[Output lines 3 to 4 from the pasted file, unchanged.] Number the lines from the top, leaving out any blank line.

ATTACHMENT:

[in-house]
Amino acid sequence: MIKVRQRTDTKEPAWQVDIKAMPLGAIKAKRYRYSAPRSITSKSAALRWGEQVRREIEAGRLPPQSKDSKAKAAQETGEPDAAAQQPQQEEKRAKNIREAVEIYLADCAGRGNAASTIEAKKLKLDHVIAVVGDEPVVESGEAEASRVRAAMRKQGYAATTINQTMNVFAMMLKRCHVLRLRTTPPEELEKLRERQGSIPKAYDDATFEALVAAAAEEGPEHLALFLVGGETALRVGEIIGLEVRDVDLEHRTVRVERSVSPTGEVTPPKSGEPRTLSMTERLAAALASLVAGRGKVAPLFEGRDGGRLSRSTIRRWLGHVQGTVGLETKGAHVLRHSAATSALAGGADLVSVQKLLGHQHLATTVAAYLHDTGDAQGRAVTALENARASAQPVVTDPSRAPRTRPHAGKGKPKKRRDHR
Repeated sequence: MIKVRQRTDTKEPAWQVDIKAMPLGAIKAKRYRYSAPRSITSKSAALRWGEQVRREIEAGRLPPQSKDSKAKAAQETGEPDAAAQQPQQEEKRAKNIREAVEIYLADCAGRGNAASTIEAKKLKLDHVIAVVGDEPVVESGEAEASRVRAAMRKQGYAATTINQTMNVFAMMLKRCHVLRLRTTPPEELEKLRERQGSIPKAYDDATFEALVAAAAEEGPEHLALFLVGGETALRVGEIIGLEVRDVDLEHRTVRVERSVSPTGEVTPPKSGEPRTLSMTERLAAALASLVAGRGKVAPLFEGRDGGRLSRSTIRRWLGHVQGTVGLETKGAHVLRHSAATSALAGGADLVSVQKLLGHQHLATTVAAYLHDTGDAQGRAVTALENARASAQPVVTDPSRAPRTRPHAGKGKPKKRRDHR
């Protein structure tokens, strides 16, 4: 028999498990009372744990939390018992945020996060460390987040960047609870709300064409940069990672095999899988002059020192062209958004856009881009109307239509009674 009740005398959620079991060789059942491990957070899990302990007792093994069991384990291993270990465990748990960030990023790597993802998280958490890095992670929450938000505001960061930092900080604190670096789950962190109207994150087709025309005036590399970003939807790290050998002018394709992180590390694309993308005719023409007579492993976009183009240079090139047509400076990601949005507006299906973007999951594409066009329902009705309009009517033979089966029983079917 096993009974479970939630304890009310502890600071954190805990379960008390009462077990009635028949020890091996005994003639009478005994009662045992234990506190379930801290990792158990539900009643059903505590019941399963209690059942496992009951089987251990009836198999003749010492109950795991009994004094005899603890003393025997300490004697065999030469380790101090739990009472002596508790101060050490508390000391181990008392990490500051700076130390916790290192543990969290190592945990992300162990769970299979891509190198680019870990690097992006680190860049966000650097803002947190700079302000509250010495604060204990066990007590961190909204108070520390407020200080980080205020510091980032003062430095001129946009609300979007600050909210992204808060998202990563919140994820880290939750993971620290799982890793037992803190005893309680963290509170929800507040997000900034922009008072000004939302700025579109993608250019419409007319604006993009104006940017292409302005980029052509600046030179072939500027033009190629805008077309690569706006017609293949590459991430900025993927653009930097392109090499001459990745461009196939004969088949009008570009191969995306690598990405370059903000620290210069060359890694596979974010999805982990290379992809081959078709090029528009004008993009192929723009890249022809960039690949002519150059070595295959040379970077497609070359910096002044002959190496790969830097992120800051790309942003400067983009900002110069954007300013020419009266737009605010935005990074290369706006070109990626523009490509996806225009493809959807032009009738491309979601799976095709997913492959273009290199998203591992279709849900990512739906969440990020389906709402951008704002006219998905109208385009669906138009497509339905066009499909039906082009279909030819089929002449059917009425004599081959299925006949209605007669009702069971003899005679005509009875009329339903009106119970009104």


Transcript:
Repeated sequence: MIKVRQRTDTKEPAWQVDIKAMPLGAIKAKRYRYSAPRSITSKSAALRWGEQVRREIEAGRLPPQSKDSKAKAAQETGEPDAAAQQPQQEEKRAKNIREAVEIYLADCAGRGNAASTIEAKKLKLDHVIAVVGDEPVVESGEAEASRVRAAMRKQGYAATTINQTMNVFAMMLKRCHVLRLRTTPPEELEKLRERQGSIPKAYDDATFEALVAAAAEEGPEHLALFLVGGETALRVGEIIGLEVRDVDLEHRTVRVERSVSPTGEVTPPKSGEPRTLSMTERLAAALASLVAGRGKVAPLFEGRDGGRLSRSTIRRWLGHVQGTVGLETKGAHVLRHSAATSALAGGADLVSVQKLLGHQHLATTVAAYLHDTGDAQGRAVTALENARASAQPVVTDPSRAPRTRPHAGKGKPKKRRDHR
């Protein structure tokens, strides 16, 4: 028999498990009372744990939390018992945020996060460390987040960047609870709300064409940069990672095999899988002059020192062209958004856009881009109307239509009674 009740005398959620079991060789059942491990957070899990302990007792093994069991384990291993270990465990748990960030990023790597993802998280958490890095992670929450938000505001960061930092900080604190670096789950962190109207994150087709025309005036590399970003939807790290050998002018394709992180590390694309993308005719023409007579492993976009183009240079090139047509400076990601949005507006299906973007999951594409066009329902009705309009009517033979089966029983079917 096993009974479970939630304890009310502890600071954190805990379960008390009462077990009635028949020890091996005994003639009478005994009662045992234990506190379930801290990792158990539900009643059903505590019941399963209690059942496992009951089987251990009836198999003749010492109950795991009994004094005899603890003393025997300490004697065999030469380790101090739990009472002596508790101060050490508390000391181990008392990490500051700076130390916790290192543990969290190592945990992300162990769970299979891509190198680019870990690097992006680190860049966000650097803002947190700079302000509250010495604060204990066990007590961190909204108070520390407020200080980080205020510091980032003062430095001129946009609300979007600050909210992204808060998202990563919140994820880290939750993971620290799982890793037992803190005893309680963290509170929800507040997000900034922009008072000004939302700025579109993608250019419409007319604006993009104006940017292409302005980029052509600046030179072939500027033009190629805008077309690569706006017609293949590459991430900025993927653009930097392109090499001459990745461009196939004969088949009008570009191969995306690598990405370059903000620290210069060359890694596979974010999805982990290379992809081959078709090029528009004008993009192929723009890249022809960039690949002519150059070595295959040379970077497609070359910096002044002959190496790969830097992120800051790309942003400067983009900002110069954007300013020419009266737009605010935005990074290369706006070109990626523009490509996806225009493809959807032009009738491309979601799976095709997913492959273009290199998203591992279709849900990512739906969440990020389906709402951008704002006219998905109208385009669906138009497509339905066009499909039906082009279909030819089929002449059917009425004599081959299925006949209605007669009702069971003899005679005509009875009329339903009106119970009104």